If I were to do it again I would just use mustard cover the edge in a thin/meduim layer if mustard and let it dry.

    DM
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    Spyderco Forum Registered User Evil D's Avatar
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    I've been tempted to try this with my Caly 3, just to see if i could get the ZDP layer to patina and leave the 420J2 part polished. I think it would work since the 420J2 is a lot more stainless.

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  13. #13
    Spyderco Forum Registered User jackknifeh's Avatar
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    Quote Originally Posted by DMgangl View Post
    Like this?


    Use Mustard. There are several advantages to using mustard. Since its thick its easier to use on the blade without getting any on the edge which will dull the knife. You also get different colors which IMO is nicer looking then strait vinegar, which will just give you a dark grey/black. When you put the mustard on let it dry before removing it, this will give you the best results.

    For the blade in the pic. I soaked the blade for about 6 hours in a vinegar soaked rag. The problem was the vinegar pooled in some areas were you see the dark spots. Also since I didn't have anything on the top the other side of the blade pushing the rag down that side wasn't as dark. To cover it up and just to experiment I did stripes of mustard.

    If I were to do it again I would just use mustard cover the edge in a thin/meduim layer if mustard and let it dry.

    DM
    I covered my M4 blade with mustard for about 4 hours last night. It left a very consistant change in color where the mustard was. There is a difference in color close to the handle where there wasn't any mustard. The edge was dull to the point it wouldn't slice paper cleanly but a little stropping took care of that. I'm probably going to do it again tonight to get a little darker color. I've also thought about taking the blade out and getting a patina around the pivot area also. If patina helps to prevent rust I was thinking the inside of the knife would be a good place to have patina. Has anyone ever done this and if so, were there any negative side effects to performance (stiff in opening or closing, etc.)? I really want this knife to last (Manix2 w/M4). I wasn't aware I would be as concerned about long term corrosion as I am since M4 isn't a stainless steel. This is my first non stainless steel knife. I keep all my knives and tools oiled as needed so I may be overly concerned for no reason.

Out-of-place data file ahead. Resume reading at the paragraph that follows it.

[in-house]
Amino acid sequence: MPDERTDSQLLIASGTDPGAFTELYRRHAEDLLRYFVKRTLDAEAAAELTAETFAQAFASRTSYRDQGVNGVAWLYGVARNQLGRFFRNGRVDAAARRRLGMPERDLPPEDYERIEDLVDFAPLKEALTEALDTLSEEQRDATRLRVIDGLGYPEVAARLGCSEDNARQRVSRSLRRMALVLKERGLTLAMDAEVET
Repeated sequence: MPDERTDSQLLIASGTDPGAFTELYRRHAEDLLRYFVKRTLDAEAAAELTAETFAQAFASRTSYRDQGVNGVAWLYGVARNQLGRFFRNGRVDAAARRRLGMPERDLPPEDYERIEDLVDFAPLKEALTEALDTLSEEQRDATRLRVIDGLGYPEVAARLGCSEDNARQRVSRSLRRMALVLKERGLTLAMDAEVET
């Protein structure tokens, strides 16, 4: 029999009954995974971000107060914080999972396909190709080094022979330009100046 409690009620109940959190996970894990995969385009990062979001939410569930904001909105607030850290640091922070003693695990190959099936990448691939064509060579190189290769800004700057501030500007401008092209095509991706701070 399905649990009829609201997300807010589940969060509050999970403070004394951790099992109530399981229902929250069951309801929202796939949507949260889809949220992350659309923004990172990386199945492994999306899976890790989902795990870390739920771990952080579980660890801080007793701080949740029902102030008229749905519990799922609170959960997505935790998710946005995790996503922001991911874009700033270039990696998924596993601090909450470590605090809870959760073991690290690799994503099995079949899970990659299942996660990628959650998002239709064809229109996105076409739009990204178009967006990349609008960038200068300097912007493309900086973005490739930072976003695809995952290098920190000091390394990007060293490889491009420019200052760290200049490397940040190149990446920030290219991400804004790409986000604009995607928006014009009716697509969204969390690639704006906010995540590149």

Jack
    Edit: I like the look of your GB blade and I think I'll try to put a pattern of some kind. Stripes or something.
    Last edited by jackknifeh; 05-21-2011 at 07:04 AM.

    My EDC for a while. Stretch with carbon fiber handle, Chaparral 2, Dragonfly 2 with kirinite MOP handle, Manbug with bolster/red bone handle. Super blue/420J1 blades on all three (except Chaparral).

  14. #14
    Spyderco Forum Registered User Evil D's Avatar
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    On most knives i would think that patina like the GB just looks filthy and neglected, but it looks damn good with the carbon fiber. Are you guys taking them apart and doing the pivot areas too? I would be concerned about rust there more so than on the blade.

    SHARPEN IT LIKE YOU LOVE IT, USE IT LIKE YOU HATE IT
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    Spyderco Forum Registered User Creepo's Avatar
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    First of all patina, corrosion and rust.
    Oxidation can form as spots that with longer exposures lead to pitting, tiny black holes where the oxidation reaches deeper in the material. Getting rid of pitting is tricky and it can spread once the reaction has started. Then theres the uniform oxidation layer referred to as patina.
    For more oxidation to happen oxygen is needed to be in contact with the material, when there is an even coating of oxidation, the oxygen can't get in direct contact with the metal. Through diffusion it will still seep through the layer but this is VERY slow compared to direct contact. The layer of patina will thicken slightly over long periods of time (darker color) and exposure to corrosive substances but deep pitting won't form, at least easily.

    Now for the pivot, I highly doubt the action will be as smooth as it was without patina. The smoother and polished the tang area, the smoother the action. With the patina I'm sure you can still achieve a reasonably smooth opening if you wear it down a bit but it won't be as smooth.